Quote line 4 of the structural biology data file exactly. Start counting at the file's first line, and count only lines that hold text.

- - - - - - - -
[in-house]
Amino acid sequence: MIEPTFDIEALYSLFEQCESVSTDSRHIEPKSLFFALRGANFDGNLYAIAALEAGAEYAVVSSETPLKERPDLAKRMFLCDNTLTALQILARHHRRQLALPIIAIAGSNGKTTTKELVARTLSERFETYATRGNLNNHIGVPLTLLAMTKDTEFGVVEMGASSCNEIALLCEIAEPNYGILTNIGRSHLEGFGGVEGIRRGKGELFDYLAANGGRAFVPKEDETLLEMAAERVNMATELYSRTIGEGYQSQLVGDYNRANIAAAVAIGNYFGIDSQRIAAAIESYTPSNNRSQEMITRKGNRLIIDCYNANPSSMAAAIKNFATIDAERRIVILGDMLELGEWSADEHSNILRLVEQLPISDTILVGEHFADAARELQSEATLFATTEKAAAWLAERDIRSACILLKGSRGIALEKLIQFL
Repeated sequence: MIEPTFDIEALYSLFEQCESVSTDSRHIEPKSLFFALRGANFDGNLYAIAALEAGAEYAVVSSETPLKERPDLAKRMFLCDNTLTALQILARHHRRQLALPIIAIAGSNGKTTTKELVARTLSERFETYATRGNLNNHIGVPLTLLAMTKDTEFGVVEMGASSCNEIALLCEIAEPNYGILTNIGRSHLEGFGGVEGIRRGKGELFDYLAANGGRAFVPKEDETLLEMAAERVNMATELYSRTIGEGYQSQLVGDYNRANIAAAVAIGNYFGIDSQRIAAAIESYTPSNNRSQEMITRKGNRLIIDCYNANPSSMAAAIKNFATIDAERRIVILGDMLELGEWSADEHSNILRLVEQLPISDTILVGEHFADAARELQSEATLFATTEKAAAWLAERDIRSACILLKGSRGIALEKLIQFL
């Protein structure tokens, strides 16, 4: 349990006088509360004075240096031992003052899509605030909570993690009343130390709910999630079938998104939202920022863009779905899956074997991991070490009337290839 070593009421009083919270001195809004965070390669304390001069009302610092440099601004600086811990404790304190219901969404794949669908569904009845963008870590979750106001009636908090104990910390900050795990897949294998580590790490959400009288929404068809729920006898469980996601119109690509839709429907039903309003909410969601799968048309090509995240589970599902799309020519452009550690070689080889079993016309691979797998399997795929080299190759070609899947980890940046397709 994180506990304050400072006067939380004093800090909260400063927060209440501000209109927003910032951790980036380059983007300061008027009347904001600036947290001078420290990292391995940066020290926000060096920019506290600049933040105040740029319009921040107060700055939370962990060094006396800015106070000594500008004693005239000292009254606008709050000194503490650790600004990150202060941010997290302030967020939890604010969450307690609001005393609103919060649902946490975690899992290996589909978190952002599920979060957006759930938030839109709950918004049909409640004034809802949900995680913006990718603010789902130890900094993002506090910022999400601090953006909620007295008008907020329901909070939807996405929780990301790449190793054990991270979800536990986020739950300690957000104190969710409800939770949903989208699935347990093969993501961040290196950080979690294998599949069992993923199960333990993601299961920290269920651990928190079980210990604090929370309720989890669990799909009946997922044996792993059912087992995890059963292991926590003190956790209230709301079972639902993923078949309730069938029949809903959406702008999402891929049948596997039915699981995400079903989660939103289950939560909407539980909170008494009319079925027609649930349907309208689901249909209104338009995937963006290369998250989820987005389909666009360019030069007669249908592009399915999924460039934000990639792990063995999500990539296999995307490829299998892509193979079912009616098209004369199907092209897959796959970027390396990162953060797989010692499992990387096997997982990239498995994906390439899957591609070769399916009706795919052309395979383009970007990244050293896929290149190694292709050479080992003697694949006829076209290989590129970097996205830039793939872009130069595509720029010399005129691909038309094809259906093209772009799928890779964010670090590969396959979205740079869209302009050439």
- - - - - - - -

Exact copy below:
């Protein structure tokens, strides 16, 4: 349990006088509360004075240096031992003052899509605030909570993690009343130390709910999630079938998104939202920022863009779905899956074997991991070490009337290839 070593009421009083919270001195809004965070390669304390001069009302610092440099601004600086811990404790304190219901969404794949669908569904009845963008870590979750106001009636908090104990910390900050795990897949294998580590790490959400009288929404068809729920006898469980996601119109690509839709429907039903309003909410969601799968048309090509995240589970599902799309020519452009550690070689080889079993016309691979797998399997795929080299190759070609899947980890940046397709 994180506990304050400072006067939380004093800090909260400063927060209440501000209109927003910032951790980036380059983007300061008027009347904001600036947290001078420290990292391995940066020290926000060096920019506290600049933040105040740029319009921040107060700055939370962990060094006396800015106070000594500008004693005239000292009254606008709050000194503490650790600004990150202060941010997290302030967020939890604010969450307690609001005393609103919060649902946490975690899992290996589909978190952002599920979060957006759930938030839109709950918004049909409640004034809802949900995680913006990718603010789902130890900094993002506090910022999400601090953006909620007295008008907020329901909070939807996405929780990301790449190793054990991270979800536990986020739950300690957000104190969710409800939770949903989208699935347990093969993501961040290196950080979690294998599949069992993923199960333990993601299961920290269920651990928190079980210990604090929370309720989890669990799909009946997922044996792993059912087992995890059963292991926590003190956790209230709301079972639902993923078949309730069938029949809903959406702008999402891929049948596997039915699981995400079903989660939103289950939560909407539980909170008494009319079925027609649930349907309208689901249909209104338009995937963006290369998250989820987005389909666009360019030069007669249908592009399915999924460039934000990639792990063995999500990539296999995307490829299998892509193979079912009616098209004369199907092209897959796959970027390396990162953060797989010692499992990387096997997982990239498995994906390439899957591609070769399916009706795919052309395979383009970007990244050293896929290149190694292709050479080992003697694949006829076209290989590129970097996205830039793939872009130069595509720029010399005129691909038309094809259906093209772009799928890779964010670090590969396959979205740079869209302009050439």